At the beginning of her speech, former President of Finland Tarja Halonen thanked ECLAC for the invitation to take part in this series of keynote lectures on the occasion of the Commission's 75⁰ anniversary and congratulated the agency for its work. “ECLAC has been at the forefront in providing concrete solutions and policy action for more inclusive sustainable development in the region and globally. I would also like to commend ECLAC for the work on advancing equality and women's rights. As UN Secretary-General António Guterres and Secretary-General Ban Ki-moon before him have underlined, sustainable development will not be achieved without progress on gender equality,” she said.
“We must promote dialogue and peaceful solutions and ensure that democracy is at the center of our solutions. A sustainable future needs a solid democratic structure in which everyone can fully participate..... Next week in New York, the SDG Summit will mark the halfway point in the implementation of the Sustainable Development Goals. The Summit will provide a crucial opportunity to accelerate the efforts for a fairer and more sustainable future for all,” emphasized Halonen.
"But let's be honest. We are lagging behind on the implementation," she warned. Halonen explained that according to a recent assessment, around 140 targets with data show that about 12% are on track. Around half are off track. On more than 30% of the targets, there has been no movement or there has been regression. For example, the number of people living in extreme poverty and experiencing hunger has increased.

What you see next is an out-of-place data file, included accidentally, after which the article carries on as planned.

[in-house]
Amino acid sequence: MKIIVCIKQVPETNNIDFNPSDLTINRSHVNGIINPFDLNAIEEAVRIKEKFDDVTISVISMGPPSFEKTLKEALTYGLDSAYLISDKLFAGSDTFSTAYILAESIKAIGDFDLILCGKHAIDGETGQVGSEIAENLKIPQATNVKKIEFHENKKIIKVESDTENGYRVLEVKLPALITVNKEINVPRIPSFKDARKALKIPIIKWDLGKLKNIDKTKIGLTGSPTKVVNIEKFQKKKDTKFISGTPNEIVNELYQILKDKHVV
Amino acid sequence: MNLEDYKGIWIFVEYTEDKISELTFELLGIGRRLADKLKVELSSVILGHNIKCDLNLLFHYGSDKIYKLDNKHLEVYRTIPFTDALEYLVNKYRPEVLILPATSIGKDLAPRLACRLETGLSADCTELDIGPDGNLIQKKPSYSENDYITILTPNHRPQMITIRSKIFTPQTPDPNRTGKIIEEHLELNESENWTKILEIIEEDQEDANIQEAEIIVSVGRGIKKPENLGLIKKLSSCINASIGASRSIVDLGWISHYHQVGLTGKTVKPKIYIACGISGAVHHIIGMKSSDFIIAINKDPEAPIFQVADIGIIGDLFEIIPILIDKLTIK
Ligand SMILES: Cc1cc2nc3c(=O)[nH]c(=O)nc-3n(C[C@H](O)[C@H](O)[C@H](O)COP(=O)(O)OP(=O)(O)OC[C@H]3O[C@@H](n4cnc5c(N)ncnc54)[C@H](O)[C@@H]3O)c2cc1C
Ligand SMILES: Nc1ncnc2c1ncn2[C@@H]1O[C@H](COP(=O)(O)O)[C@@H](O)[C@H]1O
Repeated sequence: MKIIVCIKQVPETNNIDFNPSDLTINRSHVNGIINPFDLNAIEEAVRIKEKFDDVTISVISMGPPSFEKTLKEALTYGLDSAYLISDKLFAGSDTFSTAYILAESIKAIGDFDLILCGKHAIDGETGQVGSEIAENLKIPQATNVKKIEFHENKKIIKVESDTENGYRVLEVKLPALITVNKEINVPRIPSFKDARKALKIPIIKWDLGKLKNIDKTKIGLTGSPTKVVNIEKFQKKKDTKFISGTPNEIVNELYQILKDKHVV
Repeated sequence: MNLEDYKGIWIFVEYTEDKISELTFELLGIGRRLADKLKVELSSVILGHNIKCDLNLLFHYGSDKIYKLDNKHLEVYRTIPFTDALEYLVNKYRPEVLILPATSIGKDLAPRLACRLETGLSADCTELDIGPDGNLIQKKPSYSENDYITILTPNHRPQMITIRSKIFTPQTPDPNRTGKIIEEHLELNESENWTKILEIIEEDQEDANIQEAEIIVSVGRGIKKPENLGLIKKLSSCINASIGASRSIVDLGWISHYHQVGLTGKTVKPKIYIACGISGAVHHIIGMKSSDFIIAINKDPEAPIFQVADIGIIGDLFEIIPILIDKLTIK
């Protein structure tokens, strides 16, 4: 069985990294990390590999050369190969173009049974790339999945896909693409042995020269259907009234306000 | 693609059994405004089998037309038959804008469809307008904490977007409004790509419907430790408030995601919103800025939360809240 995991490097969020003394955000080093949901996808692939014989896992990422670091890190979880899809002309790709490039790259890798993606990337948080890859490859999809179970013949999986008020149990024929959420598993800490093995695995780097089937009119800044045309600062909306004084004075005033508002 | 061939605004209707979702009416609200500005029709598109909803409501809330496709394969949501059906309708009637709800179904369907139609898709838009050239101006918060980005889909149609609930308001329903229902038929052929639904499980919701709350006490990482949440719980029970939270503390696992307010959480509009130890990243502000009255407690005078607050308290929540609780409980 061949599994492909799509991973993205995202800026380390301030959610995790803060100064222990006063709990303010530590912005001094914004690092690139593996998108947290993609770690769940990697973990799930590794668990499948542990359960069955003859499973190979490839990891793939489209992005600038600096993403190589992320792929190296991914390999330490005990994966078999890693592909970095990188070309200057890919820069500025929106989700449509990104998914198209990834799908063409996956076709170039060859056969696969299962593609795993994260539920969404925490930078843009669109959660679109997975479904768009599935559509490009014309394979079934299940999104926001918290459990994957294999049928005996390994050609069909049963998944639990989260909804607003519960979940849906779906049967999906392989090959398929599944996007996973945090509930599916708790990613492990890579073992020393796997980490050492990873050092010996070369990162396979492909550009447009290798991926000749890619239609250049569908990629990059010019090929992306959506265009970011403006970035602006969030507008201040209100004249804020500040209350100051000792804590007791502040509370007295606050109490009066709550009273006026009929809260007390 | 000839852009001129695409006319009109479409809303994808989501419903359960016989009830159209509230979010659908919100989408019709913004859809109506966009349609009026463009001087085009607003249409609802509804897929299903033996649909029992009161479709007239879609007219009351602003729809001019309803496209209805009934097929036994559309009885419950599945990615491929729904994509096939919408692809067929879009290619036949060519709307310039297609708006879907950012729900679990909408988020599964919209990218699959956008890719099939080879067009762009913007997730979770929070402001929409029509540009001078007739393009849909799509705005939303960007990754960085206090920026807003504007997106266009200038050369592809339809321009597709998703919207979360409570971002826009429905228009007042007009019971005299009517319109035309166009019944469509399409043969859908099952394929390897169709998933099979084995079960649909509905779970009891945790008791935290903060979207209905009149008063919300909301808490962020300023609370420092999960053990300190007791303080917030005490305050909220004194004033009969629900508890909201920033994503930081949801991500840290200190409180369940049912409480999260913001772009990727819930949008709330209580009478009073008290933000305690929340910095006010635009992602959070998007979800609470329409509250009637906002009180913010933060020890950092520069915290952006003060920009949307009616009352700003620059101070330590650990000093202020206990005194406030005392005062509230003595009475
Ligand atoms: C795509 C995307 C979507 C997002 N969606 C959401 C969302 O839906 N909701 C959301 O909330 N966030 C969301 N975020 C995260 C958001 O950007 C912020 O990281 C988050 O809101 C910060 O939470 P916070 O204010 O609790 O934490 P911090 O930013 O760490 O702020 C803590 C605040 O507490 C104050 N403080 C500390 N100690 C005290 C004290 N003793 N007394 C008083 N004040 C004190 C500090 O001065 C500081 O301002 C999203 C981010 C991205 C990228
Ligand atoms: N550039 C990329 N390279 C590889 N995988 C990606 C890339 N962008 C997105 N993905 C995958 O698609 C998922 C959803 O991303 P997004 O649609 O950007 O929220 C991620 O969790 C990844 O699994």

The former president highlighted that the 2030 Agenda for Sustainable Development for the first time tied together environmental, economic and social sustainability. It confirmed that we cannot solve global problems in silos. “Conflict and poverty are deeply interconnected. There is no peace without sustainable development and no development without peace,” she remarked.
“To achieve sustainable and resilient development, we need to reduce the inequalities and vulnerabilities that risk leaving individuals, communities and whole countries behind. Human rights, gender equality, social inclusion, decent work and education are truly critical for sustainable development. We must end poverty and build peaceful, just and inclusive societies," said Tarja Halonen.
The former President of Finland insisted that it is important to remember that sustainable development requires everyone’s effort. “Political leadership has and has had an important role, but a much broader base is needed to achieve the SDGs, including governments, businesses, academia, civil society and labor movements, as well as individuals,” she said.
Finally, Halonen said that to lift people out of poverty and create equal opportunities for all, we need to increase efforts to ensure universal social protection. This is a smart investment that can provide important support for achieving the SDGs. “We must also facilitate the transition from the informal to the formal economy. Decent work is a precondition for accessing both social protection and adequate income. Securing decent work enables individuals to build a better and more prosperous future for themselves, their families and their communities,” she said.
She also stressed once again the importance of gender equality, not only because women make up half of the global population, but also because gender equality is a human right and a precondition for a successful society.